Historic Twin Cities Sites | Best Western Hotels

  

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Make Your Way to the Twin Cities

Whether it’s the rich Scandinavian roots of Minneapolis, or the French and Irish past of St. Paul, the Twin Cities feature a depth of historic and cultural sites.

Edna G. Tugboat

Built in 1896 to move ships and barges carrying iron ore and taconite from mines in the Mesabi Range to points around the world, the Edna G. Tugboat performed her last tow in 1980.

She became the last coal-fired, steam-engine tug service on the Great Lakes upon official retirement in 1981.

Today, the Edna G. is a museum, open for tours. You’ll find the Edna G. about seven blocks south of US Highway 61 via Waterfront Drive, along the shore of Agate Bay in northern Minnesota.

Minnehaha Depot

Built in 1875, Minnehaha Depot is a historic railroad once servicing passengers traveling from Chicago into the Twin Cities area. This once-bustling railroad hub in St. Paul is located along Highway 55, near the Minnehaha Park in South Minneapolis.

Today, the Depot is owned by the Minnesota Historical Society and operated by the Minnesota Transportation Museum. Given its historical significance, the depot is a contributing property to the Minnehaha Historic District.

Cathedral of Saint Paul

One of many historic structures in the Twin Cities, the Cathedral of Saint Paul was built on Cathedral Hill in 1915.

At 186 feet tall, the cathedral is America's fourth tallest cathedral and the third largest completed church in America.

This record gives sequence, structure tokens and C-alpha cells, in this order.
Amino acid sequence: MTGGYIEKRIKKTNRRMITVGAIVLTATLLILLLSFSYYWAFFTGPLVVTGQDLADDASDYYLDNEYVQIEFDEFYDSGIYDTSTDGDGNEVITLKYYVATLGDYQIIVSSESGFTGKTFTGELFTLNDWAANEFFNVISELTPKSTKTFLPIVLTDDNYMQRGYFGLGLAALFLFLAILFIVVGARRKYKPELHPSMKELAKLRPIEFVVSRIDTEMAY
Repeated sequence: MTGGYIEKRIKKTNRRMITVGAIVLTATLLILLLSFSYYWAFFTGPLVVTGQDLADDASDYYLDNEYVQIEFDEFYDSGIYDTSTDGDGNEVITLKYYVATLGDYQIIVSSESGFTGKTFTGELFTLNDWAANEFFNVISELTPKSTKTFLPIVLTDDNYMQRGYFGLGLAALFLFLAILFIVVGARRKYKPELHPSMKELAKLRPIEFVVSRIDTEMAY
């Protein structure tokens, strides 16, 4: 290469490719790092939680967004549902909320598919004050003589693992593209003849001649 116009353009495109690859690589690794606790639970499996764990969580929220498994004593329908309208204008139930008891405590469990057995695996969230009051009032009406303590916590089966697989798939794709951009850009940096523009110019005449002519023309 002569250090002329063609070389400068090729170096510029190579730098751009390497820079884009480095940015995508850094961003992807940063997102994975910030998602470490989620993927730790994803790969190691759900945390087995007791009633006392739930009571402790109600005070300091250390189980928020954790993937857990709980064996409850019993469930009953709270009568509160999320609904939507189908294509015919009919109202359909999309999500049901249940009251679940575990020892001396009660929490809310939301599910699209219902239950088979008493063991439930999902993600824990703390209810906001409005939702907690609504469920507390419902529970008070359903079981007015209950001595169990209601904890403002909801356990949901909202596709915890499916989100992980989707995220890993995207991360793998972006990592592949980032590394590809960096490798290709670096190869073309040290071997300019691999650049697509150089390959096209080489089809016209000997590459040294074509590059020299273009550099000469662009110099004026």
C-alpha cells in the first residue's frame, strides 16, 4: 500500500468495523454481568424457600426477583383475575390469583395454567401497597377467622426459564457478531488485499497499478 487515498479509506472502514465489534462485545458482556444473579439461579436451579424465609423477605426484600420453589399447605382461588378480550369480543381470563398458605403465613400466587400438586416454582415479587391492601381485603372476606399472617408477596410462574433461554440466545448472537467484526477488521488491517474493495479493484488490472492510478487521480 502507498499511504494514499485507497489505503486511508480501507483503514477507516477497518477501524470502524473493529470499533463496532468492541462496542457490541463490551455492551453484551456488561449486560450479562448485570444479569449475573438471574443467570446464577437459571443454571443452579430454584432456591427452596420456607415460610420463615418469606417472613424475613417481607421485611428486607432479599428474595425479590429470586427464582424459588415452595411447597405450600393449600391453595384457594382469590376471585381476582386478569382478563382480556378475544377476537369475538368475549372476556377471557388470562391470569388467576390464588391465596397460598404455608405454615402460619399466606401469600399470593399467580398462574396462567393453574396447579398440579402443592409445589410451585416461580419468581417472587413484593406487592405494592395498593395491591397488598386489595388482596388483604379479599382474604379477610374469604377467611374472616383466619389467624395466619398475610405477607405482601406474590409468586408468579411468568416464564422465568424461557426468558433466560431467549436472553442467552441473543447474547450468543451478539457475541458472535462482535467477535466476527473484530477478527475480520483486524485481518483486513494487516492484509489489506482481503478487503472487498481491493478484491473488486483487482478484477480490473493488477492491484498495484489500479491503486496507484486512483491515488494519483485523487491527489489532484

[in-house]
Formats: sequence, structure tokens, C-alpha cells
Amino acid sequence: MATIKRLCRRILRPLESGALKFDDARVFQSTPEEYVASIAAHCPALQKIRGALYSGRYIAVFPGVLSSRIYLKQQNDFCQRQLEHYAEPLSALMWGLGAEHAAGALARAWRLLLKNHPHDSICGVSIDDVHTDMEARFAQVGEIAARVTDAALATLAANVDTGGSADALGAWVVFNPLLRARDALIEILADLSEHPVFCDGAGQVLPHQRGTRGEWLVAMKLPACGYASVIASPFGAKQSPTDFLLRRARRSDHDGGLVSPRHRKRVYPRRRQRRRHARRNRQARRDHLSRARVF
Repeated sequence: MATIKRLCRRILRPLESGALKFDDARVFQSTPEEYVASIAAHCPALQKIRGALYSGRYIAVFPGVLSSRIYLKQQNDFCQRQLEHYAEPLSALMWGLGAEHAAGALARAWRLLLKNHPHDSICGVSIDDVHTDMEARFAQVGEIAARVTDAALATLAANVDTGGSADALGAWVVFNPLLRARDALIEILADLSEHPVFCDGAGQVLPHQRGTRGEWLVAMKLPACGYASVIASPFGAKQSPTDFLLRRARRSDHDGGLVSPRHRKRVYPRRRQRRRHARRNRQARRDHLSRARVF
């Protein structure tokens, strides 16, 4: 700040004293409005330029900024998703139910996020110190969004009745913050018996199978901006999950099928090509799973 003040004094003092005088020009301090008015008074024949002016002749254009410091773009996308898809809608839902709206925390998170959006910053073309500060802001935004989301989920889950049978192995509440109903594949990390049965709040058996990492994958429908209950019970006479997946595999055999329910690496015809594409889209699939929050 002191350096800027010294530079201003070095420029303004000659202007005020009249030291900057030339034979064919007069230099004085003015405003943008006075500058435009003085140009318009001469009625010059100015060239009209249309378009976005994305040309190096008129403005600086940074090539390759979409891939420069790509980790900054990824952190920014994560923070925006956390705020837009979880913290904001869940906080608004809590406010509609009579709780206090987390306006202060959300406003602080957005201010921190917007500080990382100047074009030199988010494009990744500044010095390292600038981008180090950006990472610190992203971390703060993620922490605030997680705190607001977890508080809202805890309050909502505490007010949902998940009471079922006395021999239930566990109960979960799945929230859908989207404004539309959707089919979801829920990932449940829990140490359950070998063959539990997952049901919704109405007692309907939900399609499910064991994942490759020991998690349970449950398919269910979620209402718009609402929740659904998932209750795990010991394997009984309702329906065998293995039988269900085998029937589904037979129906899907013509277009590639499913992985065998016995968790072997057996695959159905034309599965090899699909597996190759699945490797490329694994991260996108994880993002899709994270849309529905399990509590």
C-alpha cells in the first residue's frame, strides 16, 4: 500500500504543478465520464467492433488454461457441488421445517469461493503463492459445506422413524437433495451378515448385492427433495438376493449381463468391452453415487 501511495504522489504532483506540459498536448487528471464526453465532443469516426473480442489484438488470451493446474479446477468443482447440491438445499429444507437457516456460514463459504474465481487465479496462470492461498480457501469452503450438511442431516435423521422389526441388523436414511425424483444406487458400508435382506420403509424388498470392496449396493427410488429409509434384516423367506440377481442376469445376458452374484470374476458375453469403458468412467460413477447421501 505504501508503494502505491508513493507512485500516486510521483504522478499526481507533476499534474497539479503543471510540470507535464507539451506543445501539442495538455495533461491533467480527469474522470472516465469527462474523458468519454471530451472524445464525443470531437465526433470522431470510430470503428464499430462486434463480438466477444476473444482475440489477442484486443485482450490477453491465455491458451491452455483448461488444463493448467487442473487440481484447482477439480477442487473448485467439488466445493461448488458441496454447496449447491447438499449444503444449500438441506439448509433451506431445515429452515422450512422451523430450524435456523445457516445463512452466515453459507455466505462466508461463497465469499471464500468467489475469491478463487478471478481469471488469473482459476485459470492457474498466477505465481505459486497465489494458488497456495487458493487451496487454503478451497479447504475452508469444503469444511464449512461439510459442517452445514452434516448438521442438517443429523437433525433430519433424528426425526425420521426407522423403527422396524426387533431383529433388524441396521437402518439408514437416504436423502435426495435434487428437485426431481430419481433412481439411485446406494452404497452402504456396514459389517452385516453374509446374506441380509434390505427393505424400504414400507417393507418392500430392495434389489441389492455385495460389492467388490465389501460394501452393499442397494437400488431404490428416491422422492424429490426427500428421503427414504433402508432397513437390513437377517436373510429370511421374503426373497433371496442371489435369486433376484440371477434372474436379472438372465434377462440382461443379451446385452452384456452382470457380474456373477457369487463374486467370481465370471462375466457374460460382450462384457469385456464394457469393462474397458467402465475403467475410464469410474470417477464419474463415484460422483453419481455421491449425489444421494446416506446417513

The cathedral was designed by Emmanuel Louis Masqueray, a French Beaux-Arts architect.

St. Paul visitors frequently enjoy free tours of the cathedral and its surrounding grounds.

Stone Arch Bridge

A must-see historical Twin Cities landmark, the Stone Arch Bridge was built by railroad executive, James J. Hill, in 1883.

The bridge can be found in downtown Minneapolis – below the Saint Anthony Falls, and between the Interstate 35 Saint Anthony Falls Bridge and 3rd Avenue Bridge.

The bridge measures 2,100 feet long and 28 feet wide – and features 23 arches spanning the Mississippi River.

Once the railroad traffic ceased in 1965, the bridge became a pedestrian bridge and has since hosted many fun city events and festivals – including the annual Fourth of July fireworks show.

Alexander Ramsey House

Head to the Alexander Ramsey House in St. Paul. As the former home of Alexander Ramsey, the first governor of Minnesota, the Alexander Ramsey House is now a historical monument, offering guided tours and standing as a tribute to Victorian architecture. Make the drive in from Plymouth or Saint Cloud for a visit.